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Findings highlight inefficiencies, as well as solutions to make healthcare more affordable.
In a Special Communication published October 7 in the Journal of the American Medical Association (JAMA), researchers from Humana Inc. and the University of Pittsburgh School of Medicine estimated the cost of waste in the United States health system.
The study found that approximately 25% of healthcare spending can be characterized as waste-between $760 billion and $935 billion annually. The findings can be accessed by clicking here.
The U.S. spends more on healthcare than any other country, with costs approaching $3.6 trillion, or 18% of the gross domestic product, according to a press release.
These findings highlight the sources of inefficiencies in the U.S. healthcare system, opportunities to address those inefficiencies, and underscore several key solutions to make healthcare more affordable for all Americans.
The study is a follow up to the 2012 JAMA study-“Eliminating Waste in US Health Care,” by Donald M. Berwick, MD, MPP, and Andrew D. Hackbarth, MPhil.
The goal of the new study was to estimate the levels of waste in the U.S. healthcare system in six previously developed domains and to report estimates of potential savings for each domain.
The authors conducted a search of medical literature from January 2012 to May 2019 focused on the six waste domains identified by the Institute of Medicine.
These domains are:
• failure of care delivery
• failure of care coordination
• overtreatment or low-value care
• pricing failure
• fraud and abuse
• administrative complexity
“This study highlights the opportunity to reduce waste in our current health care system,” William Shrank MD, Humana’s chief medical and corporate affairs officer, said in the release.
“By focusing on these opportunities, we could make healthcare substantially more affordable in this country. In the national debate about health reform, we do not need to start over. We can build on the strengths in today’s system to deliver higher quality care and reduce costs, while also producing the necessary savings to expand coverage to all Americans.”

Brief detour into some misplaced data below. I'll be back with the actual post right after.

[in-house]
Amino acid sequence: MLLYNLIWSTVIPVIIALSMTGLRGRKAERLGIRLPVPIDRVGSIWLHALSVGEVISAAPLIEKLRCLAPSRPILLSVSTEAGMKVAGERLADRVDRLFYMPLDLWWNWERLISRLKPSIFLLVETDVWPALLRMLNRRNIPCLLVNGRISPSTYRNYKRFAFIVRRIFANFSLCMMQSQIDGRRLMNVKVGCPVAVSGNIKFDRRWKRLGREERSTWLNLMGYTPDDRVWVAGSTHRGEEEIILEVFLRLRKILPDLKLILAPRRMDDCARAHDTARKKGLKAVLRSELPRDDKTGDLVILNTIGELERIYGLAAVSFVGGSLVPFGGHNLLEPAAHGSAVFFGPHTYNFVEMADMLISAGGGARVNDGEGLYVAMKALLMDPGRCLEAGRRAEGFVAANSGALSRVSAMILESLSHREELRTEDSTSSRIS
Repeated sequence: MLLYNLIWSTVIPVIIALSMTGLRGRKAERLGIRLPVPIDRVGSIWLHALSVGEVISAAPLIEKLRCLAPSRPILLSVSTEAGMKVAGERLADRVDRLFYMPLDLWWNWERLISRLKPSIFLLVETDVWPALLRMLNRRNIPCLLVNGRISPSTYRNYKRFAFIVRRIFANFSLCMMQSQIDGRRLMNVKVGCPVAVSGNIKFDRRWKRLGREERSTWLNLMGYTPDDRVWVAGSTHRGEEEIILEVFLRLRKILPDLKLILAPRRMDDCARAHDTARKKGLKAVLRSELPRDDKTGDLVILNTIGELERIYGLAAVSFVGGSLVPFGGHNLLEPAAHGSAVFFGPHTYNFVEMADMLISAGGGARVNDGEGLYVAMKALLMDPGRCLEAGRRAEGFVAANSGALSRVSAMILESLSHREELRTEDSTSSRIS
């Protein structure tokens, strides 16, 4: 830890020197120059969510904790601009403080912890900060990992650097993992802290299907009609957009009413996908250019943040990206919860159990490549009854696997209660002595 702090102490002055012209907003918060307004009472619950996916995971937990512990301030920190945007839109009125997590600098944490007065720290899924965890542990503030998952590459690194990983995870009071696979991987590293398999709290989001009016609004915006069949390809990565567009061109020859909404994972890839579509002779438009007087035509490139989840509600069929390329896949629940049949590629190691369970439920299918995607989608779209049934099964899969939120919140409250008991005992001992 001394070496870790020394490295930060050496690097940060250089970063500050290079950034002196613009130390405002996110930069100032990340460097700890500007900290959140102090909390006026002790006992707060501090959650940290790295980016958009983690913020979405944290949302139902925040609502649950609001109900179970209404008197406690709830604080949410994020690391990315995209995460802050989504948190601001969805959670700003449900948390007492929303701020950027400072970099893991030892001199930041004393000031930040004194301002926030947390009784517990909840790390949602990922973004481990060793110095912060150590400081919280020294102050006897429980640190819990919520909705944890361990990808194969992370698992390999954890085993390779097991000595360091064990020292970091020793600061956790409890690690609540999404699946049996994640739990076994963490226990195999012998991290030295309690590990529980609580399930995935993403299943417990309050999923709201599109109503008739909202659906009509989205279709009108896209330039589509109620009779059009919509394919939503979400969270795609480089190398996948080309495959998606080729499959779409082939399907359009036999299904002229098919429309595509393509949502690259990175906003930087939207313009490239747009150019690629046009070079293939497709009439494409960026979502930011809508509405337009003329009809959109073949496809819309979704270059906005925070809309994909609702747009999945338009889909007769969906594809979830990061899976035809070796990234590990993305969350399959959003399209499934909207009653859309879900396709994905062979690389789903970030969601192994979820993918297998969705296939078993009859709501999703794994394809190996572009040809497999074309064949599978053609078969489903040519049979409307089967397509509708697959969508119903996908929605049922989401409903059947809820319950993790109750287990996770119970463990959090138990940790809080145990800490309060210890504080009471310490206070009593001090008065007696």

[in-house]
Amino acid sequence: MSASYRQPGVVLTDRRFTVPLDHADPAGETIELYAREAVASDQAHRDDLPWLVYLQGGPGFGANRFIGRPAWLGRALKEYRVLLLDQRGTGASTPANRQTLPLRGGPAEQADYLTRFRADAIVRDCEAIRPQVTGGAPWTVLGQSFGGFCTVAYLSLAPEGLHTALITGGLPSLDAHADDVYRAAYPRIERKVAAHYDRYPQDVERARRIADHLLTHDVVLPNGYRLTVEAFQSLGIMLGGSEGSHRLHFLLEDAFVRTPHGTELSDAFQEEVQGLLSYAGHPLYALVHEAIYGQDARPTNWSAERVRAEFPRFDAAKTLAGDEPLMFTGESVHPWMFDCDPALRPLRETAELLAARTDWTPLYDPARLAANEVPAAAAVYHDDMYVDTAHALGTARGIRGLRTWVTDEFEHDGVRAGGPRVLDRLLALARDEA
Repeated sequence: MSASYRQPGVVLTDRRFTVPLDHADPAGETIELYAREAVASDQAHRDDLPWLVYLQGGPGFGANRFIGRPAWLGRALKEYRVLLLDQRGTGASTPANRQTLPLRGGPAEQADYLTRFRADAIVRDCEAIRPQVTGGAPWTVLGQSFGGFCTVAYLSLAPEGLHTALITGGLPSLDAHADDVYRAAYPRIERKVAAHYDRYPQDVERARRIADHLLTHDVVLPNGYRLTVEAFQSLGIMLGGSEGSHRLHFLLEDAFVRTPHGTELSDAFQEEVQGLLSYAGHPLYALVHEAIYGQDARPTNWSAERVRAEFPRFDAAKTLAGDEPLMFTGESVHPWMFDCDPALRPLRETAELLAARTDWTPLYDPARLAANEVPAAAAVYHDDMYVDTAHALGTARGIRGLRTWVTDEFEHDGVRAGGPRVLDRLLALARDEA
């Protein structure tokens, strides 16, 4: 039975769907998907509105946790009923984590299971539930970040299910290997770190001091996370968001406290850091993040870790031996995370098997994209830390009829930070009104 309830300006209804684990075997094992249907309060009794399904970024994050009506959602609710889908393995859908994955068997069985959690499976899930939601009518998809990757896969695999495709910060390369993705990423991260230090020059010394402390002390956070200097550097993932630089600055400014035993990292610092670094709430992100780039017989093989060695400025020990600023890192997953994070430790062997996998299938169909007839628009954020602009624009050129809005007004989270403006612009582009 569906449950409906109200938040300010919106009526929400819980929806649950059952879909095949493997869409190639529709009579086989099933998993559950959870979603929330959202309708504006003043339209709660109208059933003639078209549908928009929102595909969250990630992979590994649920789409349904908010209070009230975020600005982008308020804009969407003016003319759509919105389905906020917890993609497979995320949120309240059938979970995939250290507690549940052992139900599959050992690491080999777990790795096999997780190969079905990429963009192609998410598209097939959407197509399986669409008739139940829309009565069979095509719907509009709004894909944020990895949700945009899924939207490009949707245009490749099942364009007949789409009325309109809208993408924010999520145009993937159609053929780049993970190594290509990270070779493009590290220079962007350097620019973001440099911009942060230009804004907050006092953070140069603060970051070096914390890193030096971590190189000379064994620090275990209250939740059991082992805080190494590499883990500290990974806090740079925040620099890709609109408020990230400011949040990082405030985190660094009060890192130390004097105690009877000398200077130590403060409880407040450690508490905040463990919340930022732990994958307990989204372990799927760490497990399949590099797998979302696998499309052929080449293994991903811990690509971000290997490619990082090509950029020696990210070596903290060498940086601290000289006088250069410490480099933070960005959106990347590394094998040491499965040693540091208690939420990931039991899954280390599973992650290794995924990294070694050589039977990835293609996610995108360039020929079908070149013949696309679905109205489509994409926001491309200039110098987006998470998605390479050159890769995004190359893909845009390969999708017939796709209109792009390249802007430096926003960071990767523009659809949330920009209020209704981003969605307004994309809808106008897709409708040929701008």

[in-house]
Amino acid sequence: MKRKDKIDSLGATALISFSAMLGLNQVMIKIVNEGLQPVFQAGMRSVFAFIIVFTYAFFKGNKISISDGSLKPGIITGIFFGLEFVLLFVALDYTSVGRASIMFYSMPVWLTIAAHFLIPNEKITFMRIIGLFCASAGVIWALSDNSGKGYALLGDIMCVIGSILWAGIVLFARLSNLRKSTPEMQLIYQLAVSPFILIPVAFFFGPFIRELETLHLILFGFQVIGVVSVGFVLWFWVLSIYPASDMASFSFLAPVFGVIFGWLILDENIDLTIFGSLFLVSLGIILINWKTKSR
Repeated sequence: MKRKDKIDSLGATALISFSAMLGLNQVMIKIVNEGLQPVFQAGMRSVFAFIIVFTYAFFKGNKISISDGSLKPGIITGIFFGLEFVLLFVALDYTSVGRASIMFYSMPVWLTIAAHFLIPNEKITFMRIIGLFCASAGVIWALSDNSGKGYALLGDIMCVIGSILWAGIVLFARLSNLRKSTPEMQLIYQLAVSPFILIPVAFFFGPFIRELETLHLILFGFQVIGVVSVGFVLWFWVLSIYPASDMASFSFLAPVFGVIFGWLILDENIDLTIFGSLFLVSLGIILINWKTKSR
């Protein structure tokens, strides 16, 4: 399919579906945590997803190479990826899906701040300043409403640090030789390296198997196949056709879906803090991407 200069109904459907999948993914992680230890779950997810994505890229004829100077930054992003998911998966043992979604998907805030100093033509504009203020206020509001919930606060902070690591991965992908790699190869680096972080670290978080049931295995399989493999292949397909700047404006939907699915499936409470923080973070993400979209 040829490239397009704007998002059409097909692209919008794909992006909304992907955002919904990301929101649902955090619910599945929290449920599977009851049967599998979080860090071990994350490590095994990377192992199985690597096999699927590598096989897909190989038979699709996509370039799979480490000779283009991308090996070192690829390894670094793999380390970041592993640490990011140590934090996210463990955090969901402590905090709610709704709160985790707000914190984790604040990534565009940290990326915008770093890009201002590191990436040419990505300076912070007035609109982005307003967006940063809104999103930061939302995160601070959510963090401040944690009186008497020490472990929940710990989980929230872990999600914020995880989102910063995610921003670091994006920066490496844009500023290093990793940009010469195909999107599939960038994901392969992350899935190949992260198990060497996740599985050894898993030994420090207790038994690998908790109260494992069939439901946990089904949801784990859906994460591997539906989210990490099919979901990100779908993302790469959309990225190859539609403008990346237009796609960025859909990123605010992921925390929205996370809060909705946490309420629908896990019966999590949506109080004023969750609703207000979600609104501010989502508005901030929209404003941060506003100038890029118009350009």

For each domain, available estimates of waste-related costs and data from interventions shown to reduce waste-related costs were recorded, converted to annual estimates in 2019 dollars for national populations where necessary and combined into ranges or summed as appropriate.
The review yielded 71 estimates from 54 publications, government-based reports and reports from the grey literature.
Computations yielded the following estimated ranges of total annual cost of waste and estimated annual savings from interventions:
“This research is so important because our industry is wasting money that could be used to improve the care experience so people can lead healthier lives,” Bruce D. Broussard, Humana’s president and CEO, said.
“Each of the domains studied may require a different kind of action, and the drive toward data interoperability and value-based care payment models can reduce this wasteful spending. But if we collaborate as health plans and providers, in conjunction with the government, we can deliver more effective care and improve health.”
The estimated total annual costs of waste and savings from interventions that address waste were $760 billion-$935 billion and $191-$282 billion, respectively, according to the study.
These savings do not include interventions for the area identified as the largest waste area, administrative complexity.